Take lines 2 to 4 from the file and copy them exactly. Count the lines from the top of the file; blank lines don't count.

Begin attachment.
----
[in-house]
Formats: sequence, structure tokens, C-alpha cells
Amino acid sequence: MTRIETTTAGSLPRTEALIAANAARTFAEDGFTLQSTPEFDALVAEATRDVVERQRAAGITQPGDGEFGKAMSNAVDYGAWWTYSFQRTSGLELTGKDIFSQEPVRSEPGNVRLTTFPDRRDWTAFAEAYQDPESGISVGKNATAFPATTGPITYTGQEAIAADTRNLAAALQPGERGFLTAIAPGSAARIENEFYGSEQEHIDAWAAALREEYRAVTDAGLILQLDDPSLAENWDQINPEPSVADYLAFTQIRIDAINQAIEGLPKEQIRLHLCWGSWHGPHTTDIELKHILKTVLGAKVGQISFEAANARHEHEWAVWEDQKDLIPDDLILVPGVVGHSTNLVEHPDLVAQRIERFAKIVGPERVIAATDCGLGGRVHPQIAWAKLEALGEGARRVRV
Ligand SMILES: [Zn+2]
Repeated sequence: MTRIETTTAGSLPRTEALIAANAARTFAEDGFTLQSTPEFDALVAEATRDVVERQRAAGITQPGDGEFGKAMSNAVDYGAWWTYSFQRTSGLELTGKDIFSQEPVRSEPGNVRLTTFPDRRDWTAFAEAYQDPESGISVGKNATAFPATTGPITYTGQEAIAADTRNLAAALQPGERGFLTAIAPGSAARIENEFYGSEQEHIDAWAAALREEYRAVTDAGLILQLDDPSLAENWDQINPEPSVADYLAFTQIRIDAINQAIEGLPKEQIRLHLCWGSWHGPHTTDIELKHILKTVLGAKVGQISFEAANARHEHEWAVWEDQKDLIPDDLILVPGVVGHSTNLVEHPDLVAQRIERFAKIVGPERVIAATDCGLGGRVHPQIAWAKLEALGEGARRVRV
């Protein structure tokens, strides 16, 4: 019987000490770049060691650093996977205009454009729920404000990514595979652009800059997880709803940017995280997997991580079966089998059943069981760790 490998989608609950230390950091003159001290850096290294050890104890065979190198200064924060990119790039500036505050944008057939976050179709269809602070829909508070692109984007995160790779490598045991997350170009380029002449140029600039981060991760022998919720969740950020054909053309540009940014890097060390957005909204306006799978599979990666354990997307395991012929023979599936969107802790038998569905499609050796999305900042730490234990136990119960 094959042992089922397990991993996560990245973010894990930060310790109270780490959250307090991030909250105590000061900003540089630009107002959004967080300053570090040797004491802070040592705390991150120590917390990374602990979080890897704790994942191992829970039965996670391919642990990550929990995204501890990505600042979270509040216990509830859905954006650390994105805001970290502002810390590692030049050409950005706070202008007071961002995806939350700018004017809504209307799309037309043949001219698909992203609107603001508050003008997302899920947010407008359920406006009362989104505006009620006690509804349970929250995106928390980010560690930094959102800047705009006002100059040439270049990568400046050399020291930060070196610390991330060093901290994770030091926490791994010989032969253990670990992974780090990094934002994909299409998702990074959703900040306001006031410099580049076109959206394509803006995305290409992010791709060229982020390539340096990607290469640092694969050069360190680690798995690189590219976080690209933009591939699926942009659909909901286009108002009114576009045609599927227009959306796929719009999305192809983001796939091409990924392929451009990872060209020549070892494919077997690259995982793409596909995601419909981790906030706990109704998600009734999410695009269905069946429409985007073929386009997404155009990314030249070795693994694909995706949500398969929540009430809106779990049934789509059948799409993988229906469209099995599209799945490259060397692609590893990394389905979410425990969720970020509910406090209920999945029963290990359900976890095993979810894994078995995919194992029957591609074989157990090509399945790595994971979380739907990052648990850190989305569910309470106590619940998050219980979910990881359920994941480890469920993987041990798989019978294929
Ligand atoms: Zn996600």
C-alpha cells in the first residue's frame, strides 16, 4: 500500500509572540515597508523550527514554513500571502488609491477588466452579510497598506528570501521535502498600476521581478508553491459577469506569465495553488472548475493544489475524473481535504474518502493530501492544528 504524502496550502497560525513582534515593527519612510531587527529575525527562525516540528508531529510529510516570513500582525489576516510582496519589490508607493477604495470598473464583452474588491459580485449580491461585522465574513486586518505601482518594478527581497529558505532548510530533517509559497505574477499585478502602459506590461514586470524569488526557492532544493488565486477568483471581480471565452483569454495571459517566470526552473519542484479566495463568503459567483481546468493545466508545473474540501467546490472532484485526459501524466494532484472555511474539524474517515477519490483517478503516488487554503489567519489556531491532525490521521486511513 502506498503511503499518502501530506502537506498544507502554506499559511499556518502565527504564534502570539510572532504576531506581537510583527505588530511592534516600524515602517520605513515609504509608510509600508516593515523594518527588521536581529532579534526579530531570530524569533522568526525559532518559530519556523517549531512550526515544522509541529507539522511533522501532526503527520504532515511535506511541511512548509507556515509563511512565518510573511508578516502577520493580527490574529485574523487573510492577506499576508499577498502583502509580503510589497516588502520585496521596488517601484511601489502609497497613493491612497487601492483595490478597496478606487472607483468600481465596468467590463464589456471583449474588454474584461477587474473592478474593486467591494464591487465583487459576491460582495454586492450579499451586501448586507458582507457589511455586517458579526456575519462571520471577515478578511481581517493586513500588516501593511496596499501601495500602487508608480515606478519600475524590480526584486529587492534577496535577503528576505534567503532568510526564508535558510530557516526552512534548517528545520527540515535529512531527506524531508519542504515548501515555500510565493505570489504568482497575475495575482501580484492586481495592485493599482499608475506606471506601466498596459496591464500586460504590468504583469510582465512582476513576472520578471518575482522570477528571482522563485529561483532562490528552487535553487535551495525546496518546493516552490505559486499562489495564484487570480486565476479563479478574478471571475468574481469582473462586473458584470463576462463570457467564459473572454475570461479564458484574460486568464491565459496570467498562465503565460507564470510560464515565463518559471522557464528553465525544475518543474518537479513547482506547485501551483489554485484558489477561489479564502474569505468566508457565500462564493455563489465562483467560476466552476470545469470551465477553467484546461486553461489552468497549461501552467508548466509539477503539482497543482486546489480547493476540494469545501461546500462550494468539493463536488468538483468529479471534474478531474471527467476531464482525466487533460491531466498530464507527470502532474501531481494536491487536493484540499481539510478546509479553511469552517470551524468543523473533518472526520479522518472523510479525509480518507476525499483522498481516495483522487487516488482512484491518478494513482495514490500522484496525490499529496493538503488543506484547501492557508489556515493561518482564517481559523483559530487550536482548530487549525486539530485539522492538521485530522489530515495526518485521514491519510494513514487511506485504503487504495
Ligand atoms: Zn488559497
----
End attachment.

Formats: sequence, structure tokens, C-alpha cells
Amino acid sequence: MTRIETTTAGSLPRTEALIAANAARTFAEDGFTLQSTPEFDALVAEATRDVVERQRAAGITQPGDGEFGKAMSNAVDYGAWWTYSFQRTSGLELTGKDIFSQEPVRSEPGNVRLTTFPDRRDWTAFAEAYQDPESGISVGKNATAFPATTGPITYTGQEAIAADTRNLAAALQPGERGFLTAIAPGSAARIENEFYGSEQEHIDAWAAALREEYRAVTDAGLILQLDDPSLAENWDQINPEPSVADYLAFTQIRIDAINQAIEGLPKEQIRLHLCWGSWHGPHTTDIELKHILKTVLGAKVGQISFEAANARHEHEWAVWEDQKDLIPDDLILVPGVVGHSTNLVEHPDLVAQRIERFAKIVGPERVIAATDCGLGGRVHPQIAWAKLEALGEGARRVRV
Ligand SMILES: [Zn+2]